Graeme Davis is the CEO of Brüha, an online ticket provider in Ontario. But when he began working in startups, he found his lack of tech skills impeded. So Graeme started learning web development and iOS at BrainStation, and says he’s now able to contribute to the technical conversation. Next up for Graeme? He’s attending BrainStation’s new online Data Analytics course to learn how to tell a better story with data. Learn more about why Graeme believes technical skills make him a better CEO, and how BrainStation is helping get him there.
Unlike some coding bootcampers, you didn't do BrainStation to change your career. Tell us why you decided to start learning web development and iOS.
When I started working at a tech startup in 2012, I found it extremely debilitating not being able to understand the code and especially the finer points of code – how databases work and how to fetch data. I actually hired a tutor in 2013 to work with me one-on-one and teach me the principles of code. I started to see the nitty gritty of code, how to build a website, how to build an app, etc.
Jason, the CEO of BrainStation, and I both went to Queen’s University, although we didn’t meet until he started the school. I was a big advocate of BrainStation and I had the opportunity to start taking courses. I took Intro to Web Development and Intro to iOS Development in February 2015.
Now, as the CEO and co-founder of Brüha, an online ticket provider, being technical means I'm able to participate in all parts of the business, and any good CEO should be able to do that.
After learning some programming with a tutor, why did you feel the need to learn in a classroom at BrainStation?
When I learned with a tutor, we met two nights a week. The one-on-one experience was great, but he created a curriculum for me that was derived from a computer science university course. I learned Java and very conceptual projects. The reason I decided to do BrainStation was that I wanted to really build something modern and relevant to my work. It was interesting to learn the conceptual and theoretical blocks of programming, but I wanted to know how to deploy an iOS app and how to build a website.
Could you build a website and put it live by the end of the BrainStation course?
Totally. For one class project, I built a website for my friend who owned a gym. Plus, I got a free gym membership out of it. It was a cool opportunity. At the end of it, I thought, “Oh look, I can build a modern website that a real company can benefit from." I thought that was super valuable and it was totally a result of the Intro course. Even though BrainStation is teaching the basis, they show you the door and then you can take it upon yourself to expand further.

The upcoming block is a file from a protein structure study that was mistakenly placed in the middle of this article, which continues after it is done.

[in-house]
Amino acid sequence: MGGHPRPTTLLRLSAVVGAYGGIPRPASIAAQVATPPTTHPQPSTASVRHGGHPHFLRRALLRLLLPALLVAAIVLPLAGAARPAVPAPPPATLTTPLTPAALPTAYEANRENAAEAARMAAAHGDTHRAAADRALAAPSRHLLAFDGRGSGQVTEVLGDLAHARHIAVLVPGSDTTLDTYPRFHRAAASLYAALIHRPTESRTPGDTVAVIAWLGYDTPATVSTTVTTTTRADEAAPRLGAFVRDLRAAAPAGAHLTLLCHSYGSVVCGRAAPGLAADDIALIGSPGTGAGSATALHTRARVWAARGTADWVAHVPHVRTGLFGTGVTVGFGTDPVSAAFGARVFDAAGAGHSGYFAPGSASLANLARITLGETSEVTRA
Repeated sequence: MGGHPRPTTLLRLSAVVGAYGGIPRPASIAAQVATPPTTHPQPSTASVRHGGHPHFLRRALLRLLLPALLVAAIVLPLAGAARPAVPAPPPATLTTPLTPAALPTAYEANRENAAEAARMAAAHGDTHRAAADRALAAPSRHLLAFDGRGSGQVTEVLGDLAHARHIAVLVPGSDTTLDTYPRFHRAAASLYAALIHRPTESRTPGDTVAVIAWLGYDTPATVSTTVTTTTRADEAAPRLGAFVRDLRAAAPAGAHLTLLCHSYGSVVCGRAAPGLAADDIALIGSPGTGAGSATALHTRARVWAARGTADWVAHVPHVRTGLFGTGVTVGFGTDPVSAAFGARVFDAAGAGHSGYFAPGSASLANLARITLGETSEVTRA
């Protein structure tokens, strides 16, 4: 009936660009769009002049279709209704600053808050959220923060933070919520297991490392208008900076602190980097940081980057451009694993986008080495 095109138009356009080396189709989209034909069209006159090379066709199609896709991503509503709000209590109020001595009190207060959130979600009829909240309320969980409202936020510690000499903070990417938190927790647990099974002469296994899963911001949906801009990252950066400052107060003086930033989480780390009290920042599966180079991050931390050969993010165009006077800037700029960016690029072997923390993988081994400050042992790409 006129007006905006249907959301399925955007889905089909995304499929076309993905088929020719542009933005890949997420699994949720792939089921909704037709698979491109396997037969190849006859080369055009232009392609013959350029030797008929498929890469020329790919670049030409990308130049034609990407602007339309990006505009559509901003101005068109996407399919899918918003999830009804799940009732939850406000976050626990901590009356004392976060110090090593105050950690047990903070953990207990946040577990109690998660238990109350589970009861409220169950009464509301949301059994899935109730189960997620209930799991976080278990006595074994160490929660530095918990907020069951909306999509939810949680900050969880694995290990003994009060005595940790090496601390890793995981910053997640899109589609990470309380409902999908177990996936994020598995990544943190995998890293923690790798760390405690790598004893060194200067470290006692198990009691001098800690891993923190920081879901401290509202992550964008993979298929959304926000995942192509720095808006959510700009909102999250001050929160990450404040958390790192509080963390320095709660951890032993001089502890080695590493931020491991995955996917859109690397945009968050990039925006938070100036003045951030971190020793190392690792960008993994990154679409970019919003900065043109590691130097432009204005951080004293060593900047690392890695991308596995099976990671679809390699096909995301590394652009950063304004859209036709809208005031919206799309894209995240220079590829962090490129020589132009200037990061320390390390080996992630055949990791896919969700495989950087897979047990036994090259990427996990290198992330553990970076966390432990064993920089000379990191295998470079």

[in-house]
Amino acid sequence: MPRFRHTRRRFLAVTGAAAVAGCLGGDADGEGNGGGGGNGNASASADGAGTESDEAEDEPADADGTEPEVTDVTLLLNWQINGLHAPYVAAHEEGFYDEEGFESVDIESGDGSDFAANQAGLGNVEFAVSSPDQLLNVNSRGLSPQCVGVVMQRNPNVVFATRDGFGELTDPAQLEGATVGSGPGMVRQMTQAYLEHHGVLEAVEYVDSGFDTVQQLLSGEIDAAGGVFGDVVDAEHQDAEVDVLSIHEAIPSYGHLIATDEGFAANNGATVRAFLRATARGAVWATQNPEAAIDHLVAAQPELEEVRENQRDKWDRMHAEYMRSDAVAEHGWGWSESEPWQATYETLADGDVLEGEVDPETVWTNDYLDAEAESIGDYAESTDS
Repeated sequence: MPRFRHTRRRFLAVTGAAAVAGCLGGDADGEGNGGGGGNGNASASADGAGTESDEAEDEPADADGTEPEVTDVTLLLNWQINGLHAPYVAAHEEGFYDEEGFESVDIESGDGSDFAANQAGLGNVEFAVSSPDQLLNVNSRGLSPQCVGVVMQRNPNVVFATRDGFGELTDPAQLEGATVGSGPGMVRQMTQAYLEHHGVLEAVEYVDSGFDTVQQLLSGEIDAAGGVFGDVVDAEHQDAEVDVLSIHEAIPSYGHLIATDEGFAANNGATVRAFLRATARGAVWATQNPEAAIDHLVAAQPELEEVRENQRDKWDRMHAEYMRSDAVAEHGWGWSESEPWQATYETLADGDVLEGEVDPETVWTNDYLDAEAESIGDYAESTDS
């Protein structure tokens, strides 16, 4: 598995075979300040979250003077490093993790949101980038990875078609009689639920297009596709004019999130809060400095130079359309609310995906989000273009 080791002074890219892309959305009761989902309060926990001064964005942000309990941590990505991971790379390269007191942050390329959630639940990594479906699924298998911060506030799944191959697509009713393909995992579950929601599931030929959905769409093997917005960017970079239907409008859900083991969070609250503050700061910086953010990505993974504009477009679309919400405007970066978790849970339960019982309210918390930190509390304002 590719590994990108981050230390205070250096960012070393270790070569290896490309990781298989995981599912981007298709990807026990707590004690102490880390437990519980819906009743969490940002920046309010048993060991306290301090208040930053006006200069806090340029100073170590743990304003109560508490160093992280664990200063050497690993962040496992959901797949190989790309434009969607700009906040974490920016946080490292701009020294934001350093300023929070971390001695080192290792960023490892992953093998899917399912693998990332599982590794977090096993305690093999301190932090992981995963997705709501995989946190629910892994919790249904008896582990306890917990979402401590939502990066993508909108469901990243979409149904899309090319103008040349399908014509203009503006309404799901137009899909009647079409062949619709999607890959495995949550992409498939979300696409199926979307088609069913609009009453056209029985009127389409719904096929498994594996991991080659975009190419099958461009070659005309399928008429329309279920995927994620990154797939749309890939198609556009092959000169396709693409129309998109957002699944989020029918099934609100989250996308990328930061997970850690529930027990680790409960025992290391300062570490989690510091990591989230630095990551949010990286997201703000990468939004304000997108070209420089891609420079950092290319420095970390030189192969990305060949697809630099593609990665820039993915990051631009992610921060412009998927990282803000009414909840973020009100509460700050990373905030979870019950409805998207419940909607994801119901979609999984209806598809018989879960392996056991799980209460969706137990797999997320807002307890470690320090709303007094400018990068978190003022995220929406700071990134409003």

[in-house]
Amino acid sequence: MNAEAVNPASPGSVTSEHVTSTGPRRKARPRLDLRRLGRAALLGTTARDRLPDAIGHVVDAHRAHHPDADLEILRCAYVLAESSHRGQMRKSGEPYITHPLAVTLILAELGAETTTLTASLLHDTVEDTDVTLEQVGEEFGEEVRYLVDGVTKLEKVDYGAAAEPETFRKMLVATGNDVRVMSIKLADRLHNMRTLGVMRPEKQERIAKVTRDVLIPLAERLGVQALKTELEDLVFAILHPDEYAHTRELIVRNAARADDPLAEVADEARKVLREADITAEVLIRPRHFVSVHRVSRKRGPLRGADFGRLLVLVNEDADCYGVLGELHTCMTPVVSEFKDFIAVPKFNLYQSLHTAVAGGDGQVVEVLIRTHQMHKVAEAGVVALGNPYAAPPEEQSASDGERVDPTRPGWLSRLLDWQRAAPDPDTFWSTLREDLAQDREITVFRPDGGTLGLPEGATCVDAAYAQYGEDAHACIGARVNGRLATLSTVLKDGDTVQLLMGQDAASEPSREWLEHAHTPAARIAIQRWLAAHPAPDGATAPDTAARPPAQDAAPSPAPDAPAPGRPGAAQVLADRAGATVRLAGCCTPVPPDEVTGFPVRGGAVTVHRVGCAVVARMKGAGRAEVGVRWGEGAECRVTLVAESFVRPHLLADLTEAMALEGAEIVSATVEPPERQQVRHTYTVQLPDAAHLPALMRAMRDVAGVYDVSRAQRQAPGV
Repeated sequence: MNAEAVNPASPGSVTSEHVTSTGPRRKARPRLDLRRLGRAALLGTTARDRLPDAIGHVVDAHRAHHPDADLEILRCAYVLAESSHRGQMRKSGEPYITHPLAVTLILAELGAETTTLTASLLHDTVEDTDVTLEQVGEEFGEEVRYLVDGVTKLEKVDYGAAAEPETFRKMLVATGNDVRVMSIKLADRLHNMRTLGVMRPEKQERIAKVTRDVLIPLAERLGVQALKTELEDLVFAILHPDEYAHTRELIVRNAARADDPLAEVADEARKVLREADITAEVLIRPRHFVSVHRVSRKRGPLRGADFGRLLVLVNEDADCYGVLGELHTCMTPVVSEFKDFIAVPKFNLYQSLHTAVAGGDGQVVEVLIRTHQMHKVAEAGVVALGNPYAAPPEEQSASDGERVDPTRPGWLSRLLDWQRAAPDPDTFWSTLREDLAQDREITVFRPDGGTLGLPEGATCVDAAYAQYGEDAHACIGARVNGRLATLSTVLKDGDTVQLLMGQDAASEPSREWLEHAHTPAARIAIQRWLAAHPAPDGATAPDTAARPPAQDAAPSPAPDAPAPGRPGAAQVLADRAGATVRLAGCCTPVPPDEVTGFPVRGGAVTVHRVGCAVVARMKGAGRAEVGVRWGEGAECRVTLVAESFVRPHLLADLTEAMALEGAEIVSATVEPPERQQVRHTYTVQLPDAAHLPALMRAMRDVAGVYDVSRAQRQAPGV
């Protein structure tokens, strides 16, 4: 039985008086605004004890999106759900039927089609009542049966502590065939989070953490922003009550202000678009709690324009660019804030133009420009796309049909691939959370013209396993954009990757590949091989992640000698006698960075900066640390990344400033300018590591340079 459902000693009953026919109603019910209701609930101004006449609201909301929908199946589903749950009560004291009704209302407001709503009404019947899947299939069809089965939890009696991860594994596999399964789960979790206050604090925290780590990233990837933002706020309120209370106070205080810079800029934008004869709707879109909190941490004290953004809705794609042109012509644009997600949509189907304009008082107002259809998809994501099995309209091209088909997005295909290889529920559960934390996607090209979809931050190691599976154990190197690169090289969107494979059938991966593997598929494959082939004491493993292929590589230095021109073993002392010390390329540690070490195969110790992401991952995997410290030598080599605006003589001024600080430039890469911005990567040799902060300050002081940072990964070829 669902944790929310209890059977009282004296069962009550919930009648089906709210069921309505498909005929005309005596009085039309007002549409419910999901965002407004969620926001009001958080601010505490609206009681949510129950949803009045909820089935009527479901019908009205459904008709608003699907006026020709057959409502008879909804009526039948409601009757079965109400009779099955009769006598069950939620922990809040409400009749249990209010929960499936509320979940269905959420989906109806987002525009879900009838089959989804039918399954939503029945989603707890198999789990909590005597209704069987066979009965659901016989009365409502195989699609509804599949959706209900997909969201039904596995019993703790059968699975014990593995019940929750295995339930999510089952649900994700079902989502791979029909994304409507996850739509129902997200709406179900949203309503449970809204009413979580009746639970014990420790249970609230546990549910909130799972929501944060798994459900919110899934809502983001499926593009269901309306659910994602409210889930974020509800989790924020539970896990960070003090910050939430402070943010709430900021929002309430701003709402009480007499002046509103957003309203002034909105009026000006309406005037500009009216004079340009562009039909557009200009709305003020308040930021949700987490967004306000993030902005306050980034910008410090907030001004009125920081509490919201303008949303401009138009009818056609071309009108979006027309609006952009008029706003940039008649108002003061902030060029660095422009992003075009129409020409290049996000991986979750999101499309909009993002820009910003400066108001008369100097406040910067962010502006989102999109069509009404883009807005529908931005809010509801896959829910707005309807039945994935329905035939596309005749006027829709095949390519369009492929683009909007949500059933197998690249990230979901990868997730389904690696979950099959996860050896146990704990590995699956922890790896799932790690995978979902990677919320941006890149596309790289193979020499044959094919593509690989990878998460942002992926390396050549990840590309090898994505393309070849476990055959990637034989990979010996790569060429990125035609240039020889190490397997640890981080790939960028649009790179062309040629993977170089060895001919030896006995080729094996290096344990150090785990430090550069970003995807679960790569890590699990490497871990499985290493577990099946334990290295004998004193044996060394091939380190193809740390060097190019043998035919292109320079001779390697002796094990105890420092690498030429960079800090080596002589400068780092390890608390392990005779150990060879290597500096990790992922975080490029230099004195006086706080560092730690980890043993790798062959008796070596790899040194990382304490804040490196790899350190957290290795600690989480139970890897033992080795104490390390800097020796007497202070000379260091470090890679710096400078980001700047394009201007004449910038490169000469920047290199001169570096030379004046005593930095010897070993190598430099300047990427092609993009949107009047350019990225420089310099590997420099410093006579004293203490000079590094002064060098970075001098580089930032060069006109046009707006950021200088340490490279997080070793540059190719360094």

Because I work in the tech space and am constantly engaging our dev team, everything we learned about at BrainStation always translated back into my day job. It was inevitable that I would keep learning.
What do you want to learn next at BrainStation?
I’m going to take the online Data Analytics course in Winter 2017. I couldn’t pass it up. At Brüha, we've been in the marketplace for a year, so for us data is everything. Whether it's customer acquisition, site performance, project scheduling, or project controls, we're always tracking data. So I thought that this course would be very relevant. In looking through the curriculum, I’m most excited to learn to query SQL databases. The curriculum also covers data analysis, Excel, relational databases, and Tableau for dashboards.
Why did you decide to take an online Data Analytics course?
The Intro Web and iOS courses took two nights a week. I would catch a train from Hamilton to Toronto, so I had about an hour to work on homework. Back then, Brüha was heavy in R&D, so it was a lot, but it was feasible. I don't have that feasibility anymore. As with any startup, I’m always working so I can’t make that commitment. Taking the course online allows me to go at my own pace and take the course part-time. There are weekly deliverables like homework – I'm not exactly sure how I'm going to manage it yet, but I’ll plan to set aside one hour each day as my “learning time.”
We're a small team with a small budget, so we try to do as much as we can in-house, and I feel like taking this course will be perfect for that. Our mentality is to be makers rather than consumers as much as we can.
What are you doing to prepare for the online course?
I haven’t really started preparing yet. There hasn't been anything sent my way. With the iOS and web courses, they sent over a few links to familiarize myself with. For this course, I haven’t gotten that prep work yet.
A note from the BrainStation team: